Alliance of Small Island States (AOSIS) Leaders’ Declaration focuses on fossil fuels, climate finance, and the ocean

The United Nations Climate Change Conference (COP26) in Glasgow, Scotland is drawing nigh, and countries and groupings are lining themselves up, declaring their priorities, polishing up their arguments, getting their “ducks in a row.” Next week, I look forward to learning more from Jamaica’s Climate Change Division (CCD) on how things are shaping up for the island and for the Caribbean (“Our Only Ambition, is to Raise Climate Ambition” is the CCD’s mantra). The launch of the Jamaica NDC (Nationally Determined Contribution) Partnership Plan will also take place on September 29.

The Alliance of Small Islands (AOSIS), which Jamaica is a member of, launched a nine-page Leaders’ Declaration, dated September 22, 2021, on the margins of the United Nations General Assembly. There is actually quite a lot packed in there, and it is worth a careful read. Here is an outline of the contents, released by AOSIS today.

COP26 is, more than ever, a critical meeting (this is said before every COP, but there is an added layer of urgency this time around. You can read UK Prime Minister Boris Johnson’s address at the UNGA here). Climate change has been the huge wave following on behind (or alongside) the COVID-19 wave. The world is shaken, off kilter, not doing well. Let us see what can be salvaged from the situation; suffice it to say that all of this requires extraordinary leadership. I hope for all our sakes that our leaders are up to the challenge, whether in developed or developing countries, small islands or large continents.

Launch Of The Alliance Of Small Island States Leaders’ Declaration

The first since 2014, the Declaration highlights SIDS challenges and issues guidance on Climate Change, Sustainable Development, and Ocean issues

For the first time in seven years, the Alliance of Small Islands (AOSIS) has endorsed a new Leaders’ Declaration. Small Island Developing States (SIDS) have long been raising the alarm on the catastrophic effects of climate change and SIDS’ challenges in achieving Sustainable Development Goals. Now, ahead of the pivotal UN COP26 climate negotiations, this Declaration clearly outlines SIDS’ priorities with global calls to action to make recovery and sustainable development for SIDS a reality.

The Declaration was launched on Wednesday 22nd September at the virtual AOSIS Leaders’ Summit, occurring on the margins of the 76th Session of the United Nations General Assembly.

It focuses on three main issues impacting SIDS – climate change, sustainable development and the ocean – and is the first such Declaration ratified by AOSIS since 2014.

Among the key points of the Declaration is a call for G20 countries to take account of their subsidies to the fossil fuel industry, which generates the majority of global greenhouse gas emissions:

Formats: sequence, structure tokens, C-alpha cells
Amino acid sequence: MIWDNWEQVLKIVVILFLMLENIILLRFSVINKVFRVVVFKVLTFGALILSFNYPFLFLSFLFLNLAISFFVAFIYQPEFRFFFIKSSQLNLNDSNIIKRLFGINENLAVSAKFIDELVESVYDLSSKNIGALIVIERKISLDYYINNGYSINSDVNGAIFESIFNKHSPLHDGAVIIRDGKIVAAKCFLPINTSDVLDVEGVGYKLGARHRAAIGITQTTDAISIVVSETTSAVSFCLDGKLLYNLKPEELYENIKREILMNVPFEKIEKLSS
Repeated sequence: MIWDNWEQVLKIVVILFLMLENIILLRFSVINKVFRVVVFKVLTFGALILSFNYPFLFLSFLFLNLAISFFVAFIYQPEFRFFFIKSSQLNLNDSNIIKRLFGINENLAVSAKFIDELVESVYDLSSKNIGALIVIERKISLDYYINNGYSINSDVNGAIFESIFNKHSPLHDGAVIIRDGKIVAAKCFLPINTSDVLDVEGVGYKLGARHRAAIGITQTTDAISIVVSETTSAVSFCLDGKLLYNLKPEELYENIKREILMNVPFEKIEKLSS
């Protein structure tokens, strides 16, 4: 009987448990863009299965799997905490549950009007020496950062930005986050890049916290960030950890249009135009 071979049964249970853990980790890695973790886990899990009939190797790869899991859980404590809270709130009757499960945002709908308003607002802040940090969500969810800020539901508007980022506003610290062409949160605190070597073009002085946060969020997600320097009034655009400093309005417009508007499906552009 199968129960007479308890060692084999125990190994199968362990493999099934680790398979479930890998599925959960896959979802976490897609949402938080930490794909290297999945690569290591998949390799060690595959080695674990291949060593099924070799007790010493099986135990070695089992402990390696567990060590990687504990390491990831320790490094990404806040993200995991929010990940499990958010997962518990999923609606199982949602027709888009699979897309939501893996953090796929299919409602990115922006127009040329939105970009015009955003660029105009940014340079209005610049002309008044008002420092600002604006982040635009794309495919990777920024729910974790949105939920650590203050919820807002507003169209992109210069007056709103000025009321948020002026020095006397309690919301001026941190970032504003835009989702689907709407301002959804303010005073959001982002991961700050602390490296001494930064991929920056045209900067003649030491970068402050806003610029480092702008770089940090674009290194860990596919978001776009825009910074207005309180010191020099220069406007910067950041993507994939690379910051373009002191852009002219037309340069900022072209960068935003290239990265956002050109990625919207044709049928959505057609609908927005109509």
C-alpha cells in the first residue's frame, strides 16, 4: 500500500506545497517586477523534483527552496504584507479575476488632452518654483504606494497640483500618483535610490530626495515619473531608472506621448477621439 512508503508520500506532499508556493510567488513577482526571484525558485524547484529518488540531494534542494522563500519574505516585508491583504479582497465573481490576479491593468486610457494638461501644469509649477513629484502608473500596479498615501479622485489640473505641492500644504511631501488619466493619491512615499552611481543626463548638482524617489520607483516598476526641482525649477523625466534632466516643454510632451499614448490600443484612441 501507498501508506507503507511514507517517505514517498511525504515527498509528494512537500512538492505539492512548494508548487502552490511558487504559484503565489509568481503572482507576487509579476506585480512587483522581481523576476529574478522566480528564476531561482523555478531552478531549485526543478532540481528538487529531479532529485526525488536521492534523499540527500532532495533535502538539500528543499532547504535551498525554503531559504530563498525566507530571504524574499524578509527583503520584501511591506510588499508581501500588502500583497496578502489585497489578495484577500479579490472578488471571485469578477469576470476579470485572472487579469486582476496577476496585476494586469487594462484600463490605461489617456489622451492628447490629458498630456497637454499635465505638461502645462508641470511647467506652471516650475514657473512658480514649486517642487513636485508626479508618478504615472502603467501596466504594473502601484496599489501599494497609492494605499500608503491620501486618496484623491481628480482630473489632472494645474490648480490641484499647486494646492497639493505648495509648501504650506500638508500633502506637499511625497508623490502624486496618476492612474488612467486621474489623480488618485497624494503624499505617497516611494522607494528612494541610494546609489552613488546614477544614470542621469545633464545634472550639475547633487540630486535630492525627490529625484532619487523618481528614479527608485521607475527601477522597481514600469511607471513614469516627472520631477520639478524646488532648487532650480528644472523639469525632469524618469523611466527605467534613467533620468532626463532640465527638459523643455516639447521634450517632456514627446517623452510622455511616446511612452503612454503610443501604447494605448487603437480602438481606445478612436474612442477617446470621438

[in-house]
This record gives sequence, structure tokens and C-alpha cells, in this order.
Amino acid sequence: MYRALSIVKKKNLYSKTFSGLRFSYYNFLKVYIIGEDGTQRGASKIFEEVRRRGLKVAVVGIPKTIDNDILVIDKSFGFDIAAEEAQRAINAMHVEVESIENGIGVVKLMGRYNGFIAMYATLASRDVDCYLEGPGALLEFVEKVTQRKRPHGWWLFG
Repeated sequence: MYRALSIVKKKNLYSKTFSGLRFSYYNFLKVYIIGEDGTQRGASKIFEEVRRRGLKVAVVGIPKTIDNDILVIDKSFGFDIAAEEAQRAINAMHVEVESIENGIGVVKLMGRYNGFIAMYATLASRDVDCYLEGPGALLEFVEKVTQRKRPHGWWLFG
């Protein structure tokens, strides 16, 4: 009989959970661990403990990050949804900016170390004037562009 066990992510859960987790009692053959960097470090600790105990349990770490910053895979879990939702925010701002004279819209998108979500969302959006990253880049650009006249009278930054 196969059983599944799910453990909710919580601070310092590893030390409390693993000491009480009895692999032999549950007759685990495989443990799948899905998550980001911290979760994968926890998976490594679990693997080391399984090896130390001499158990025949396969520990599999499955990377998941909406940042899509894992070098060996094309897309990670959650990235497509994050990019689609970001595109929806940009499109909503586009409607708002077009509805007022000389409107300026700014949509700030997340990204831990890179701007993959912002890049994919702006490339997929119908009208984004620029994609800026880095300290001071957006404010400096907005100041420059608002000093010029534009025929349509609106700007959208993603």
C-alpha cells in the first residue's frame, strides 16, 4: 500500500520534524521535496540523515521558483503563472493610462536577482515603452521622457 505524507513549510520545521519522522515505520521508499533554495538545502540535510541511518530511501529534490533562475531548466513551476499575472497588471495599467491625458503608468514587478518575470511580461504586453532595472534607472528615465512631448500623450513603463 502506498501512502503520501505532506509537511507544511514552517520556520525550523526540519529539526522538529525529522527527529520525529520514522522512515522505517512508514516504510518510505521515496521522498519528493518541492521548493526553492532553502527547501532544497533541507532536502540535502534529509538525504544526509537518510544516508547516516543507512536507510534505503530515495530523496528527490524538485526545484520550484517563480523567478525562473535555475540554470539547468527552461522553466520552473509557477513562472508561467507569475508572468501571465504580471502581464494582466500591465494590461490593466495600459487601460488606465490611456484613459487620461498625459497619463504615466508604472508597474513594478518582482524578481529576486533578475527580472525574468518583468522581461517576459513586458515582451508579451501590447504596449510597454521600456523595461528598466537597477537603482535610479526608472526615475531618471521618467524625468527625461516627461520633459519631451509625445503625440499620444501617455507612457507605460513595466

“Note that at least USD 1.6 trillion were spent on fossil fuel subsidies over the 5-year period since the adoption of the Paris Agreement in 2015, remind the major emitters that the Paris Agreement, inclusive of its object and purpose, is binding and its obligations must be performed in good faith, and declare that the subsidizing of fossil fuels by major emitters, particularly the Group of 20 (G20), runs counter to their obligations and is contrary to the best available science”

Association of Small Island States Leaders’ Declaration, September 22, 2021

The Declaration also notes the need for the international community to scale up support that is critically needed for finance, as SIDS do not have adequate access to funding and endure a complicated process of application.

While representatives were heartened by Tuesday’s news from US President Joe Biden that the US will double its climate finance action in developing countries to $11.4 billion a year by 2024, they noted more ambition is needed from global powers to close the climate and development gaps.

“We call on the UN and our partners to enhance the support provided to SIDS by the UN system, including through on-the-ground presence. The support to SIDS should be responsive at a speed that is required by the challenges we face,” said the Honourable Gaston Browne, Prime Minister of Antigua and Barbuda, and AOSIS Chair.

“As a voice for the most vulnerable countries, we note that the challenges are great yet there are solutions, and the momentum is here and now.”

AOSIS Heads of State and Government of the 39 member states of AOSIS also shared urgent calls for enhanced solidarity and action from the international community:

The Honourable Andrew Holness, Prime Minister of Jamaica: “It is imperative that, as SIDS, we are able to invest in the resilience of our economies to climate change and other external shocks. Consequently, the COP 26 discussions must be action-oriented and serve to focus our attention on fiscal space and debt sustainability in SIDS, alongside climate finance commitments.”

His Excellency Miguel Díaz Canel Bermúdez, President of the Republic of Cuba. “The developed countries must shoulder their responsibilities and support the efforts to achieve sustainable development for all the peoples and to preserve the planet from the threats that they themselves have created.”

His Excellency Te Beretitenti Taneti Maamau, President of the Republic of Kiribati: “As highlighted by the UN’s assessment of countries’ performance over the Millennium Development Goals, the SIDS were lagging behind because of unique and similar characteristics including limited resources base, climate vulnerabilities, and limited digital connectivity. It is clear that our SIDS family needs to move our economies forward in an increasingly globalized and competitive world, to establish economies of scale, and reassert our resilience.”

The island republic of Kiribati in the South Pacific, is sinking as a result of sea level rise.

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